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Consultation on changing the right to request flexible working - Guest Article by Ian Holloway

Consultation on changing the right to request flexibly

In July, I wrote how a Private Member’s Bill was introduced to Parliament that would give the statutory right for an employee to work flexibly from the first day of employment.  Currently, the following conditions apply:

  • The employee must have worked continuously for the same employer for 26 weeks before making the application and
  • Not have made a similar application to work flexibly in the previous 12 months

I commented at the time that Private Member’s Bills rarely succeed yet do raise the profile of an issue.  Perhaps that was the case with this Bill given the UK Government’s latest publication entitled ‘Making Flexible Working the Default’.

As HR and payroll are UK-wide professions, it is really important to note that the same UK is actually split into two employment law jurisdictions:

  • Great Britain – where employment contracts are written under the Employment Rights Act 1996, and
  • Northern Ireland – where employment contracts are written under the Employment Rights (Northern Ireland) Order 1996

The two pieces of UK legislation do not say the same thing.  Therefore, different employment rights are conferred as a result.  For example, there is no right to Statutory Bereavement Leave in Northern Ireland, simply because their 1996 Order was not updated in line with the Great British 1996 Act.

Although the current right to request flexible working is the same UK-wide, the September 2021 consultation looks set for the employment law jurisdictions to diverge again.  The consultation will result in legislation that will update the Employment Rights Act 1996.  The UK Government has no authority to update the Employment Rights (Northern Ireland) Order 1996 as employment rights have been completely devolved to the Northern Irish Executive.

The Consultation

The consultation seeks view and asks questions on 5 areas:

Making the Right to Request Flexible Working a day one right

Essentially, this section is all to do with making the right to request a statutory right from the first day of employment, thereby removing the length of service criterion.

Whether the eight business reasons for refusing a Request all remain valid

Currently, there are 8 reasons in the 1996 legislation that says an employer can refuse to accept a flexible working request:

  1. It will impose extra costs that will be a burden on the business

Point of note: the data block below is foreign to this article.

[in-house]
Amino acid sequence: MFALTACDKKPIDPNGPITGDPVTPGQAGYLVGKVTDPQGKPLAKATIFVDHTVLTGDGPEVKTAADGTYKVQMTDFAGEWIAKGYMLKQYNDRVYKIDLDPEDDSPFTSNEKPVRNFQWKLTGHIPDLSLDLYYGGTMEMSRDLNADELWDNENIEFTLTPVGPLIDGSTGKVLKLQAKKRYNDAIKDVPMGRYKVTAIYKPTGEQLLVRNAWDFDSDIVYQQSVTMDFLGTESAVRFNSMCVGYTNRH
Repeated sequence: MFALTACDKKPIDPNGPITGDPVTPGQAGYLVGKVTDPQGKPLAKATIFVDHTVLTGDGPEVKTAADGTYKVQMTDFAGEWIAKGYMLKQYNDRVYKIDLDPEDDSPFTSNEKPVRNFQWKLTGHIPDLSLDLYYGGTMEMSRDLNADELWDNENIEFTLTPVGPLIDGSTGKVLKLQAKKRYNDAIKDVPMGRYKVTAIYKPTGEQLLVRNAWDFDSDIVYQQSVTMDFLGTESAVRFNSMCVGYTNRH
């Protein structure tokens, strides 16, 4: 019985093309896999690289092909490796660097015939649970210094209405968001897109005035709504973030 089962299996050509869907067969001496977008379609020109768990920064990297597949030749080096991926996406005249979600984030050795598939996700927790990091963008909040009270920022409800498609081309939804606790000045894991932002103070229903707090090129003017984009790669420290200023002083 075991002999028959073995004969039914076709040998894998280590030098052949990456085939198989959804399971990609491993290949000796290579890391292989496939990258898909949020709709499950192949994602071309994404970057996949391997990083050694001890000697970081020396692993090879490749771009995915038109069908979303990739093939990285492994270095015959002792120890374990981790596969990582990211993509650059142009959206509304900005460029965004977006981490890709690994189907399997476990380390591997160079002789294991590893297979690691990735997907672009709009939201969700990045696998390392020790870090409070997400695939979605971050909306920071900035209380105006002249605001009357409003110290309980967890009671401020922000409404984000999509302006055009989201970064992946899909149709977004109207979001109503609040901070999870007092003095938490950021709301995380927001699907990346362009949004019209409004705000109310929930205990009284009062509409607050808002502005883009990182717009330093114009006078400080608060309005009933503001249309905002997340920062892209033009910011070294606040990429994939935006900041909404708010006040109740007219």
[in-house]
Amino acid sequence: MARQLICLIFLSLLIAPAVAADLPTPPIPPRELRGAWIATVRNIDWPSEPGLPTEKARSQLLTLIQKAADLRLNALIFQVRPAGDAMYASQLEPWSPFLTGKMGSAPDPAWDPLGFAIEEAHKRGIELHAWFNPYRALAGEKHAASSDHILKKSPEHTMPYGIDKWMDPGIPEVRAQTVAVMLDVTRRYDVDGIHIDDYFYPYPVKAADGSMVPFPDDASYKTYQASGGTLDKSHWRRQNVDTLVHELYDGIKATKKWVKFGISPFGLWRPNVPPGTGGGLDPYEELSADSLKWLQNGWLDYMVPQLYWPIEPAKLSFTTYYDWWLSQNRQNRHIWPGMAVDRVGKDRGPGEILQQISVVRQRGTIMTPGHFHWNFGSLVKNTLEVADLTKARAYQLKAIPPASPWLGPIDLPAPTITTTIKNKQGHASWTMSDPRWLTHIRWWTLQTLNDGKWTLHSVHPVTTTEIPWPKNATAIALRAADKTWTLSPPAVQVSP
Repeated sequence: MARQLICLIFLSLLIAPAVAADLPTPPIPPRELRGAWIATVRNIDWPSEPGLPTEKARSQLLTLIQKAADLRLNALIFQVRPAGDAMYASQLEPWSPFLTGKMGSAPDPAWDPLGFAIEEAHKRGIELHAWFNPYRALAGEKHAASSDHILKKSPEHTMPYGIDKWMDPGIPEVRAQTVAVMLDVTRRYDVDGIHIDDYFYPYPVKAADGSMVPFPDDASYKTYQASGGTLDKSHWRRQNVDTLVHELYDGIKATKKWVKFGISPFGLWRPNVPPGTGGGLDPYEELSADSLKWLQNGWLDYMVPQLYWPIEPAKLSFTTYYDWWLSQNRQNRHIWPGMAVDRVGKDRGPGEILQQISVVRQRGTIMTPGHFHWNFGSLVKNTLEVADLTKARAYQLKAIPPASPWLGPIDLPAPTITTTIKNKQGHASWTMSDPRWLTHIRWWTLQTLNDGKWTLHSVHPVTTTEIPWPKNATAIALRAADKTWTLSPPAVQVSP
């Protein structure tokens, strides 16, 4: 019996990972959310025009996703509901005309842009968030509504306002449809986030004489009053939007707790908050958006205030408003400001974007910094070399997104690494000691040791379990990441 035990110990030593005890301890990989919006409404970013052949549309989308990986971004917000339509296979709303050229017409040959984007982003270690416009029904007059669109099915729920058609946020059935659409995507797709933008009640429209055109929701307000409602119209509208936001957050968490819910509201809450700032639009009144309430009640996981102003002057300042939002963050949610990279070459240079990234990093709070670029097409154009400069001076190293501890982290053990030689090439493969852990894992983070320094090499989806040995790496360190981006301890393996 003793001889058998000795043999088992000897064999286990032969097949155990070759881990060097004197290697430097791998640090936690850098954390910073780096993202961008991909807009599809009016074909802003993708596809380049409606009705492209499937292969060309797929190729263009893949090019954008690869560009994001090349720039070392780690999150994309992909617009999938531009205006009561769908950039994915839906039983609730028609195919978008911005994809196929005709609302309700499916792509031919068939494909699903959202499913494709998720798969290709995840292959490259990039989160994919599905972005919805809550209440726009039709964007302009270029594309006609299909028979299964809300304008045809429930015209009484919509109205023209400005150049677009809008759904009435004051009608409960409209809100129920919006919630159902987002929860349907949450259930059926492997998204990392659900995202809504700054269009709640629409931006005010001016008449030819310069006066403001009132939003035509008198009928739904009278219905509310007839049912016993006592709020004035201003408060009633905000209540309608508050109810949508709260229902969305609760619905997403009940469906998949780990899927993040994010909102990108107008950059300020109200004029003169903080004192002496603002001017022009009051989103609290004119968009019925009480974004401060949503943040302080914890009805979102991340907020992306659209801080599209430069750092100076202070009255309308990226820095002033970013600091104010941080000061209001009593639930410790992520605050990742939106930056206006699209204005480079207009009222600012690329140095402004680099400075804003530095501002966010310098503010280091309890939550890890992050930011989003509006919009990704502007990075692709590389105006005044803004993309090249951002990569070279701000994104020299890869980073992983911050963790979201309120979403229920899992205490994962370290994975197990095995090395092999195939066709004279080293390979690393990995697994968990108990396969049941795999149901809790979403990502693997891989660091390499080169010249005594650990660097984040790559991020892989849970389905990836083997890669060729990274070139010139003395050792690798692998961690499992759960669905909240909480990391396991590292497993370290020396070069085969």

2. Work cannot be reorganised among other staff
  3. People cannot be recruited to do the work
  4. Flexible working will negatively affect quality
  5. Flexible working will negatively affect performance
  6. Flexible working will negatively affect the business’ ability to meet customer demand
  7. There’s a lack of work to do during the proposed working times
  8. The business is planning structural changes

This section considers whether these reason are still valid.

Requiring the employer to suggest alternatives

If rejected for one of the reasons above, this section considers introducing a requirement for employers to show that they have considered other flexible working arrangements such as adjusting the hours or days in the initial request.

The administrative process underpinning the Right to Request Flexible Working

This section considers whether the following are still valid, considering that it is the UK Government’s intention to encourage flexible working:

  1. The once-annually requirement in respect of the employee submitting a request, and
  2. The three-month consideration period for employers

Requesting a temporary arrangement

This section asks whether employers and employees are aware of the current statutory leave arrangements that may encourage flexible working such as family-related leave.  Further, it asks whether flexible working should be made available for time-limited periods such as 3 months, 6 months etc.

Responding

Individuals and HR professionals should take note of this consultation, as responses ‘will be used to inform government thinking’.  In plain speak, this means that people need to express their views, as changes to flexible working rights are on their way in Great Britain.

Responses are due by 01 December 2021 either online (https://beisgovuk.citizenspace.com/lm/flexible-working) or by E-Mail (labourmarketparticipation@beis.gov.uk), responding to the numbered questions.

 

Ian Holloway Image

Ian has been in the payroll profession for over 30 years, processing payrolls from all sectors, large and small. He moved from hands-on exposure in 2011 to become involved in educating the profession. His wide-ranging experience and up-to-date knowledge ensured he was able to impart this information to UK professionals through course material, social media, newsletters and face-to-face presentations.

Today Ian combines both these and is involved with a vital aspect of the payroll environment, that of working with the software that actually does a lot of the hard work for the profession. He is thrilled to be the Head of Legislation and Compliance at Cintra HR and Payroll Services, who constantly demonstrate their commitment to quality and compliant payroll and HR software, support and payroll services.

Ian approaches education and communication very much from the perspective of how this will impact the software, the employer and the worker. So, whilst the legislation is vital, compliance and effective communication are paramount.

Connect with Ian on LinkedIn

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